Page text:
What is the Paper Ceiling? And How Does It Affect DEI&B?
We have all heard of the glass ceiling, the invisible barrier that prevents equal opportunity. But what is the Paper Ceiling, and how does it affect your Diversity, Equity, Inclusion and Belonging (DEI&B) strategy?
What is the paper ceiling?
The paper ceiling refers to the fact that so many jobs require an academic qualification, such as a Bachelor’s degree or Master’s degree. A 2022 study found that 62% of employers require a college degree, even for entry-level positions.
However, over 50% of the current workforce does not hold a qualification higher than a high school diploma. These people can’t even get an interview because they don’t have a degree. That is the paper ceiling.
Many of these people have vital skills and knowledge. They may have served in the military, earned a professional certification, run their own business, or have on-the-job experience. But they are shut out because of two words: “degree required”.
How does the paper ceiling affect workers?
Workers suffer from the paper ceiling, whether they’re currently employed or they’re seeking a job. People encounter issues such as:
- Lower lifetime earnings: Lower education requirements usually means lower pay. The problem compounds over time, as the person doesn’t have time or money to invest in their career.
- Limited career progression: Experienced workers often make good managers. However, most people need a degree to apply for managerial roles or leadership training.
- Skills stagnation: People without degrees still have valuable skills and professional knowledge. Normally, employers would help to develop those skills, but the paper ceiling can stand in the way of further training.
How does the paper ceiling affect employers?
Employees and job seekers aren’t the only ones who suffer from the paper ceiling. Employers lose out too. Common problems include:
- Longer recruitment cycles: When you require a degree, you’re automatically eliminating over 50% of the talent pool. This can mean fewer applicants, more competition with other employers, and a longer time-to-hire.
- Low engagement: Career progression is a vital driver of employee engagement. If employees feel that they’ve reached the paper ceiling, they may begin to lose focus on their job.
- Poor DEI&B outcomes: The paper ceiling affects minorities most of all. For instance, 26% of Black workers have college degrees, compared to 40% of white workers. The paper ceiling can create a biased hiring process, which undermines your entire DEI&B strategy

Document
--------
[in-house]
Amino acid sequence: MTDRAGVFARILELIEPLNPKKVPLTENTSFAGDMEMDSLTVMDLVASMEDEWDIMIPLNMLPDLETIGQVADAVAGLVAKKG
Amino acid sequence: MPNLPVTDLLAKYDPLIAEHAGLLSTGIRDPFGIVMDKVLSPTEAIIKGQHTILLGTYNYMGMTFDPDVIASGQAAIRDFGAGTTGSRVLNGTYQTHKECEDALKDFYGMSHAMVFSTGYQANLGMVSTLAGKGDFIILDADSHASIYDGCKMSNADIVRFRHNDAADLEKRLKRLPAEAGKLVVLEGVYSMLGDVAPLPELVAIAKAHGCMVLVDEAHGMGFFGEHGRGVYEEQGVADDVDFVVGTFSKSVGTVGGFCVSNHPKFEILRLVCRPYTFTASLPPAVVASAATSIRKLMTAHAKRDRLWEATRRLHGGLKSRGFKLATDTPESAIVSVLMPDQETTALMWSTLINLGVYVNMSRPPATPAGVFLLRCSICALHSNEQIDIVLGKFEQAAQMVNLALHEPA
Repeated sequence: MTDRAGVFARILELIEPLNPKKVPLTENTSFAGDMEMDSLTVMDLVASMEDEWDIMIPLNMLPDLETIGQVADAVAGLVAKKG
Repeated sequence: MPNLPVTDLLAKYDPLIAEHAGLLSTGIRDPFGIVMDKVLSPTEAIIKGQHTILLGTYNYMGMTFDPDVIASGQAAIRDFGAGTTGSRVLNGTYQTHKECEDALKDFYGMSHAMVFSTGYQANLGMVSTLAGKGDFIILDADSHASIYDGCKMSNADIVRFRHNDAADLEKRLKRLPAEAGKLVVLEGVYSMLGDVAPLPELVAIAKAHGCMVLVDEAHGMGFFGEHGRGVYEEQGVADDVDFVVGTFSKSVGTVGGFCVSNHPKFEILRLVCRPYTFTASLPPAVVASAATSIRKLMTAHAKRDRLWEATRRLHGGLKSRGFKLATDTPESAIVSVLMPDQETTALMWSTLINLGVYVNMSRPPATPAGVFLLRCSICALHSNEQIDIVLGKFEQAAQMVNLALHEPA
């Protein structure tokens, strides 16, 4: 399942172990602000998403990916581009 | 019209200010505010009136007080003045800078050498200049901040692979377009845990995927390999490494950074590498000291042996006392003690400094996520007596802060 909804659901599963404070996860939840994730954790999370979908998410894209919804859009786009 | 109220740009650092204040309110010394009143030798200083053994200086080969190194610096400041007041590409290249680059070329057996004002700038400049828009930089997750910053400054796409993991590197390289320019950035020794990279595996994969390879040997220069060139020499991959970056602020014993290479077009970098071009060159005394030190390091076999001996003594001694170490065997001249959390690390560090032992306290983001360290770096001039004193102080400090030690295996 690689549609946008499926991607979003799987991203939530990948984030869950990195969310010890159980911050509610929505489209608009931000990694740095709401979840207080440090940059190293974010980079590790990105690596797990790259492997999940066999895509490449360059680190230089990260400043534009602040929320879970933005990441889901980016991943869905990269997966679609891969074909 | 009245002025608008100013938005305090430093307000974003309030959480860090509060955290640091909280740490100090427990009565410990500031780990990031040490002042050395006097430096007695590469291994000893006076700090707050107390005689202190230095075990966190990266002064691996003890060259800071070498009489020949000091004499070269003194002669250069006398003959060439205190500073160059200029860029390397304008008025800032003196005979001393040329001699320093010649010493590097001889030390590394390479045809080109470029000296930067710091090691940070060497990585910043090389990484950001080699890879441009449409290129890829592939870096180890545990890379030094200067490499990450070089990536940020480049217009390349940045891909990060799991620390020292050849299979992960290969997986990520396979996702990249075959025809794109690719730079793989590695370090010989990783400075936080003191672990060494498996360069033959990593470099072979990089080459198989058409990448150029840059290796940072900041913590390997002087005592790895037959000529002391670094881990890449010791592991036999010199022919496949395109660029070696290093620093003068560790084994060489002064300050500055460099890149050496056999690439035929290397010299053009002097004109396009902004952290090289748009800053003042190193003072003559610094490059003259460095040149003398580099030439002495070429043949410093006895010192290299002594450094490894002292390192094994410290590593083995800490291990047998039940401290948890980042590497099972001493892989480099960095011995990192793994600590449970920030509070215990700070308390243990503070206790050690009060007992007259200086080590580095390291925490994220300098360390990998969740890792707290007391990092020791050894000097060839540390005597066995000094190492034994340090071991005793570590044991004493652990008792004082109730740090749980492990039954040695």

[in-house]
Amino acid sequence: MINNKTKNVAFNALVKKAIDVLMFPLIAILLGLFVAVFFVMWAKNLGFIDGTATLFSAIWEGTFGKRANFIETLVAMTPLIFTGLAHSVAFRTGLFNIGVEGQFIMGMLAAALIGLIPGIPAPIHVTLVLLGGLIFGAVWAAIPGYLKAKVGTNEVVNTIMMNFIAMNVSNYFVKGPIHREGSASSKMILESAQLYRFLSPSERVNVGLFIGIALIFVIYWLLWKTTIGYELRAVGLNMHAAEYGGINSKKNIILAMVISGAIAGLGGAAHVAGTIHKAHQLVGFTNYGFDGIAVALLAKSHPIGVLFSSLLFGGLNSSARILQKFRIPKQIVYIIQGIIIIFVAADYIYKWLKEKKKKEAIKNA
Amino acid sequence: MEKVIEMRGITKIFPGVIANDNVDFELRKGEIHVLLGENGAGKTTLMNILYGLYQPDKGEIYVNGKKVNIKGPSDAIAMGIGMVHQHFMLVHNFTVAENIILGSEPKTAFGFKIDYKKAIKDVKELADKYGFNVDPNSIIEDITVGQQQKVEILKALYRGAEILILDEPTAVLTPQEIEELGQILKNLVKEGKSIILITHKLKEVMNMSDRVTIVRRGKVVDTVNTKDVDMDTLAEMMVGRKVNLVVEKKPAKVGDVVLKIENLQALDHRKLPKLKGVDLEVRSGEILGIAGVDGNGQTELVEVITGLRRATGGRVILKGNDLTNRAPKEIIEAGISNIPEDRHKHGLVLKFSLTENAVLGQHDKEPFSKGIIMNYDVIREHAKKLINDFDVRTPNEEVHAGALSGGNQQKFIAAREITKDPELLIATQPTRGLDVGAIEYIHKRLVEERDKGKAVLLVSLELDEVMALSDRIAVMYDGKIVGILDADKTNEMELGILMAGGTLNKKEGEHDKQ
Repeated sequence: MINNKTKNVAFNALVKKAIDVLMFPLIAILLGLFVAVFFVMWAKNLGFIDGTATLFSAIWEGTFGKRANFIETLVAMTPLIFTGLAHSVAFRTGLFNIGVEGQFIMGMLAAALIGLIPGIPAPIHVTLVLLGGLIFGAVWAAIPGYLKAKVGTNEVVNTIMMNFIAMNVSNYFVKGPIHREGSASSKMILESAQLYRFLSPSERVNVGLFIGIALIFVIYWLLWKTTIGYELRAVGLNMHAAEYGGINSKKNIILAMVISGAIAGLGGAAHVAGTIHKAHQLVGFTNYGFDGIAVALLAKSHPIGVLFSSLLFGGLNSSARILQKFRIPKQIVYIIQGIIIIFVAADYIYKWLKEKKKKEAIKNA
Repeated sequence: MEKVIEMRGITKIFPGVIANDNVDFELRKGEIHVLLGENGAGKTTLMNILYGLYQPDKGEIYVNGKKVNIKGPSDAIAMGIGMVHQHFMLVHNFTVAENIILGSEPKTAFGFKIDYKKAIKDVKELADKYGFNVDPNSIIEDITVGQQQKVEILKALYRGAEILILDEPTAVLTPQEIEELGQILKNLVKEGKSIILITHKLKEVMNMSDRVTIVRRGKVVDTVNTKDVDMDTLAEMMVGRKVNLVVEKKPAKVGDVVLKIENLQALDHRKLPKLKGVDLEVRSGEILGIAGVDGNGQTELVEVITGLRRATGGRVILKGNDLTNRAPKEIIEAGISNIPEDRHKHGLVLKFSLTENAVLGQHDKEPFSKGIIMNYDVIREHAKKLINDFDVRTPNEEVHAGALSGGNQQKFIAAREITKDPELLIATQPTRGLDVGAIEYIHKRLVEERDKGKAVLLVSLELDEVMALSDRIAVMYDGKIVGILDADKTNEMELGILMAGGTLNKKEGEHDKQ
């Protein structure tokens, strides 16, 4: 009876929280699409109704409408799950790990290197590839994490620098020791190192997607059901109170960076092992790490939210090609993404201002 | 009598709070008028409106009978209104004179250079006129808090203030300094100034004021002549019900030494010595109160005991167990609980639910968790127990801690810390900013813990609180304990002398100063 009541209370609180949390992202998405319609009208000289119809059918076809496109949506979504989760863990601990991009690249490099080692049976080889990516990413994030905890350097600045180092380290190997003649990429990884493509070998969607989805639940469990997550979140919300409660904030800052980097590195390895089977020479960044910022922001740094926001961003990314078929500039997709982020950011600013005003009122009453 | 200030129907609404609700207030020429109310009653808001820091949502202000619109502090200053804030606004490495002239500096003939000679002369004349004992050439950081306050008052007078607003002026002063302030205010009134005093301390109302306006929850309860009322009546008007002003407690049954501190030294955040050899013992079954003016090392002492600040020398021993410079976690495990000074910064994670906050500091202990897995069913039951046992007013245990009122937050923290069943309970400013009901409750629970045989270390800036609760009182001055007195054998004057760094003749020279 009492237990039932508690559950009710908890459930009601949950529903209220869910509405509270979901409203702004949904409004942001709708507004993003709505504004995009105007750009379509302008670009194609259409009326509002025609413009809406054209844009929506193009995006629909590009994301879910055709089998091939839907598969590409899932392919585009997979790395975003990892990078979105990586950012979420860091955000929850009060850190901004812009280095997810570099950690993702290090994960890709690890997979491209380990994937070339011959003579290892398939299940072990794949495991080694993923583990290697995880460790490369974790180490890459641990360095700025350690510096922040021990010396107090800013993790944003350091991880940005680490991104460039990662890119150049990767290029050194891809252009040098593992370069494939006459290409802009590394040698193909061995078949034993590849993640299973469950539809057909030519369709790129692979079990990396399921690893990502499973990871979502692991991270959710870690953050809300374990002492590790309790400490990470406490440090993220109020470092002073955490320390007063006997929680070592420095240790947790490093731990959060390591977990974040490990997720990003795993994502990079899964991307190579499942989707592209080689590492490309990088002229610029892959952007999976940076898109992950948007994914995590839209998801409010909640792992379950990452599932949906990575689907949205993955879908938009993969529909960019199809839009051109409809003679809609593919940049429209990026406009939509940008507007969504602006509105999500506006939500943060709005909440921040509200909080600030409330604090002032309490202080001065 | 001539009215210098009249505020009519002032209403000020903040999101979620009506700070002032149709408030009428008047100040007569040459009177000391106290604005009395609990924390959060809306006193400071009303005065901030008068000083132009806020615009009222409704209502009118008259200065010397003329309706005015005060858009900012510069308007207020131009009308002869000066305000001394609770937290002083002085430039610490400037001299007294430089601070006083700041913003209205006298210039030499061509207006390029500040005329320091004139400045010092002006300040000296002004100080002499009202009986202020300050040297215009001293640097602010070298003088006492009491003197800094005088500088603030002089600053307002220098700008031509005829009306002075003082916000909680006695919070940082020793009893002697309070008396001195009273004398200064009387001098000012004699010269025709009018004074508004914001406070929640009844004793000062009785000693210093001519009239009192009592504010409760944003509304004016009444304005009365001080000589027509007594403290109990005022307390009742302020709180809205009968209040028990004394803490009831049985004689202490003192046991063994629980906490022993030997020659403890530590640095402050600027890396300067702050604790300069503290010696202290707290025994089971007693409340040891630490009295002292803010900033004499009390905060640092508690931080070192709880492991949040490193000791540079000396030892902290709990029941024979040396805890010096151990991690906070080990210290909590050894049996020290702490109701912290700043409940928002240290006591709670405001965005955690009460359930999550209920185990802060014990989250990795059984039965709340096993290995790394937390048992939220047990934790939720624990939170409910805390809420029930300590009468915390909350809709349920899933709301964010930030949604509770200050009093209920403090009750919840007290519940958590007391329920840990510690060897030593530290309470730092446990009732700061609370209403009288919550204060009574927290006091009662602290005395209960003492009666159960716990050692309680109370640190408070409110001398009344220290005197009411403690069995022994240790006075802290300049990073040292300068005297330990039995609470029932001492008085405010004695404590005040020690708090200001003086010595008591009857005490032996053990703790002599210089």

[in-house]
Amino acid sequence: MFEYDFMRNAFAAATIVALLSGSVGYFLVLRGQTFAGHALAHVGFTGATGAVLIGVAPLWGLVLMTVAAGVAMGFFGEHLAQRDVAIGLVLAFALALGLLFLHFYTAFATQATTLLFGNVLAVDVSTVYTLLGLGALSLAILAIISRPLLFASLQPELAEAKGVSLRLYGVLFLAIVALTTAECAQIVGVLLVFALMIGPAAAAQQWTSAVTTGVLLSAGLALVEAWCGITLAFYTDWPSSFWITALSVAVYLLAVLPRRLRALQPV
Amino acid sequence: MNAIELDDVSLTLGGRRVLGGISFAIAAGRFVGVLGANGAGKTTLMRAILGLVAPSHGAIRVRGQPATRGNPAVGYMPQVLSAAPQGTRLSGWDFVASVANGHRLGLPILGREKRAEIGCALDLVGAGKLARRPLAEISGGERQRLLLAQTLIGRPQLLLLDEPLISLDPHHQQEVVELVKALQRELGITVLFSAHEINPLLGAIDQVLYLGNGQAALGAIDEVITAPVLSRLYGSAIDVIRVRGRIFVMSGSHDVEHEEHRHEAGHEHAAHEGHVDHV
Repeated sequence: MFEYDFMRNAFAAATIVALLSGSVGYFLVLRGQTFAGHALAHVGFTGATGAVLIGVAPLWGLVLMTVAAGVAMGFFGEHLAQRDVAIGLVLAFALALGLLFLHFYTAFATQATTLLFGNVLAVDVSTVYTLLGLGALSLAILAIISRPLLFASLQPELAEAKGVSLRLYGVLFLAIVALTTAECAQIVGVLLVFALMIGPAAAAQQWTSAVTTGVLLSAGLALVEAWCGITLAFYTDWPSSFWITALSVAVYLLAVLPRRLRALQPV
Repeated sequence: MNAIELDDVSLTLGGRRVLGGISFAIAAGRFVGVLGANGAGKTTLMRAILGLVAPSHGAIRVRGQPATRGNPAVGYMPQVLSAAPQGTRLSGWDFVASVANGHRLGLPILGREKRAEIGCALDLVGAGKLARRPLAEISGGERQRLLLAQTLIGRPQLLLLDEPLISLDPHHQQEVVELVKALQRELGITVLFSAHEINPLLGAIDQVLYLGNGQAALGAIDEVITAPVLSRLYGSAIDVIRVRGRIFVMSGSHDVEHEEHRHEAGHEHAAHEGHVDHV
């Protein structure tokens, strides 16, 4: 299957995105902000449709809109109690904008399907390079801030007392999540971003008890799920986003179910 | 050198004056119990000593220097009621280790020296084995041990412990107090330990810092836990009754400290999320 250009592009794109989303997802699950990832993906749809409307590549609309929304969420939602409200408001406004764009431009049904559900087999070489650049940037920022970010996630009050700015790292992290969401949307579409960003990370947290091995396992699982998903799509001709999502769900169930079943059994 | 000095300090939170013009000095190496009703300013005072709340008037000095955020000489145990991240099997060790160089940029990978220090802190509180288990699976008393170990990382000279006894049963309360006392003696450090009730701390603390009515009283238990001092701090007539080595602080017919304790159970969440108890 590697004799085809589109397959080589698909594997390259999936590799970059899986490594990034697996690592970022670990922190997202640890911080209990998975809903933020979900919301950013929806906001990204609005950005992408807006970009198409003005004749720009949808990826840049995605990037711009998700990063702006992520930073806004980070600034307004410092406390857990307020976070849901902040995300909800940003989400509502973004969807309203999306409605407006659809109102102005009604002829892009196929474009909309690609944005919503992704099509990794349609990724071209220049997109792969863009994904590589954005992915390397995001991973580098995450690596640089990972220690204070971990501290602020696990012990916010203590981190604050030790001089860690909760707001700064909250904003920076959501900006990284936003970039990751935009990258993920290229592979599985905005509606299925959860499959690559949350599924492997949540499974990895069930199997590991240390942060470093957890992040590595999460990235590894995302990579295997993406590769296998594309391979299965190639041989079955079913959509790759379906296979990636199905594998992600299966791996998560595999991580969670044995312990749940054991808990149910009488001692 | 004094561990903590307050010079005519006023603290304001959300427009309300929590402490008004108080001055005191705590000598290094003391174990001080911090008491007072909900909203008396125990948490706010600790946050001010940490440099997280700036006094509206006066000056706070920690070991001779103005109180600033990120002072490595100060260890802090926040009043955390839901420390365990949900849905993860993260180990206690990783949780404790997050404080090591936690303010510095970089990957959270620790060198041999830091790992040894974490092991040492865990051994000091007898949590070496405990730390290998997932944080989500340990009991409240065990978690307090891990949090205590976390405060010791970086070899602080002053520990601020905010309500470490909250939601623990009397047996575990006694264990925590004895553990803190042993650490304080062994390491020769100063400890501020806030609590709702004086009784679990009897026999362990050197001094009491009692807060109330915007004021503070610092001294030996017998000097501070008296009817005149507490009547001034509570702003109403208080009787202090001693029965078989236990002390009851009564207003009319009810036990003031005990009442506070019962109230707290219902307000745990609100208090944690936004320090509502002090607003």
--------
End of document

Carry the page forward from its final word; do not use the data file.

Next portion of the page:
How to tear the paper ceiling in your organization
Walmart, Google, Chevron and Accenture are just some of the companies that have committed to challenge the paper ceiling as part of the STARs initiative, part of the Tear The Paper Ceiling initiative.
STAR stands for Skilled Through Alternative Routes. The STARs initiative offers education and support to employers, helping you to change your recruitment process—without compromising on candidate quality.
You can download the STARs playbook here. If you’re considering implementing this initiative, here are some steps we would recommend:
1. Learn more about your current situation
First step is to talk to all stakeholders and see if your organization has a paper ceiling. Speak to HR and hiring managers to see how many of your internal positions require a degree.
It’s also a good idea to talk to your DEI&B committee and any Employee Resource Groups. They can tell you more about the reality of your employee and candidate experience.
2. Review your professional development program
Your current team might be full of STARs. Take a look at who has access to opportunities, including leadership training and management experience. If there’s a clear bias towards college-educated people, you might need to intervene.
Remember: sometimes the paper ceiling can be unofficial. Your professional development program might have a bias toward degree holders, even if there’s no formal requirement for a college education.
3. Rethink your job requirements
The most powerful thing you can do is ask: does this job really require a college-educated person? In some cases, a degree is a nice-to-have requirement, but the job description lists it as a must-have. Clarify this requirement with the new recruit’s direct manager.
Another question is: can we look at alternative qualifications? For example, IT jobs often require a relevant degree, but could you consider a candidate who has Microsoft certification and hands-on IT experience?
4. Move to a skills-based hiring process
Hiring managers often start by looking at the candidate’s education and experience. But this doesn’t tell you much about the candidate’s passions, working culture, or the areas in which they excel. You need to interview them before you really understand their skills.
What about making your entire hiring process about skills? Create application forms that focus on skills, and ask interview questions that
Need help with DEI&B?
The paper ceiling is just one example of how a Diversity, Equity, Inclusion and Belonging strategy can make it easier to attract and retain great people. Tackling the paper ceiling in your organization gives you access to a new pool of talent: workers skilled through alternative means.
DEI&B can take a lot of work. If you need some help, it's a good idea to bring in an experienced consultant who can show you how to make a more inclusive organization.